Project: Reducing Violence against Women and Girls through Community Empowerment
Violence against women is widely accepted in Ethiopia. Women and girls are at risk of domestic violence, FGM, child marriages and bride abduction. The government has passed laws to protect women and girls but they are not fully implemented; the courts and police have limited information and resources and many cases go unreported.
Girls experience extreme pain during circumcision, it harms them psychologically and many face complications during child birth often leading to death. Bride abduction denies girls their freedom, prevents them from going to school and many will have children early. So, many women and girls fail to pursue their life aspirations and are condemned to a life of poverty.
What Womankind is doing
With a grant from Comic Relief, Womankind is collaborating with our partner KMG to eliminate violence against women in Southern Ethiopia, drawing from KMG’s successes in Kembatta and replicating the approaches in 4 other districts.
With our partner we are:
- Raising knowledge of 100,000 community members on the effects of violence against women through community dialogues and meetings every year
- Supporting 2,000 girls to remain in school and building their confidence to say no to violence, every year.
- Training 1,100 law enforcement agents, court officials and other public officials on women and girls’ needs every year.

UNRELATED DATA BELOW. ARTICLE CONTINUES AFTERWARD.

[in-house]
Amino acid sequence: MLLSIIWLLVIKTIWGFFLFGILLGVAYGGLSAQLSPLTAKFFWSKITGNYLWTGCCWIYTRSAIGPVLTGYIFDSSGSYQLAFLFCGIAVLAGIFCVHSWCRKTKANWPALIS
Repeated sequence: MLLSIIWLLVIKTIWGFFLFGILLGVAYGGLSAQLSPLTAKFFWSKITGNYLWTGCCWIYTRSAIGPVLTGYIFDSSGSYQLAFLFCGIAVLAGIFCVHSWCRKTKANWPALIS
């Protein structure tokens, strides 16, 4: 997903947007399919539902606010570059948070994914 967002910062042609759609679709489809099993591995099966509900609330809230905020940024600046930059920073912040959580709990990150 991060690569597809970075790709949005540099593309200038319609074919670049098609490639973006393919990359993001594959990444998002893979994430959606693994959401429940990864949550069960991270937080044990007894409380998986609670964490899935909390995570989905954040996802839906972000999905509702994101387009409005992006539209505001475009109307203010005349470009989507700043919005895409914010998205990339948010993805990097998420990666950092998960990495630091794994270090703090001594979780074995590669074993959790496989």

What we have achieved so far
- KMG enabled communities in Kembatta to abandon FGM which reduced from 97% in 1998 to less than 4% by 2008. Over 175,000 girls have been protected from FGM.
- Community attitudes and practices towards violence against women have changed. Every year, over 30,000 people attend KMG’s “Whole Life, Whole Body” events and celebrate the lives of uncircumcised girls.
- In 2010, 550 women and girls were supported to take their cases to court. In the past many women would not have reported their cases.
“I am 16 years old and live with my family in the rural area of Kembatta. When I was 12 years old I registered to be a member of a KMG girls’ group in my village. As a member of the group I have learnt about the disadvantages of FGM and its effects on women’s health. We discuss amongst ourselves as members of the group and also receive information from KMG community educators. After the training I received through KMG, I have been sharing the information with other girls and community members in my village. Initially, people did not want to accept that FGM is a violation of women and girls’ rights. They said FGM was a part of our culture. But I did not give up and with other girls we continued to spread the message that FGM was a bad practice. Today, there are changes in the community and people are no longer circumcising as many girls as before.” Meaza Berhanu, 16 years old
“My life has changed since I started working with KMG. I am a member of the community conversation group and can share information and discuss many different issues with other community members, something I had never done before. I did not have any confidence and would be afraid to seek any assistance or information in government offices. However, today I am confident and can speak about issues affecting me as a Fuga woman.” (Ammarech Bekele)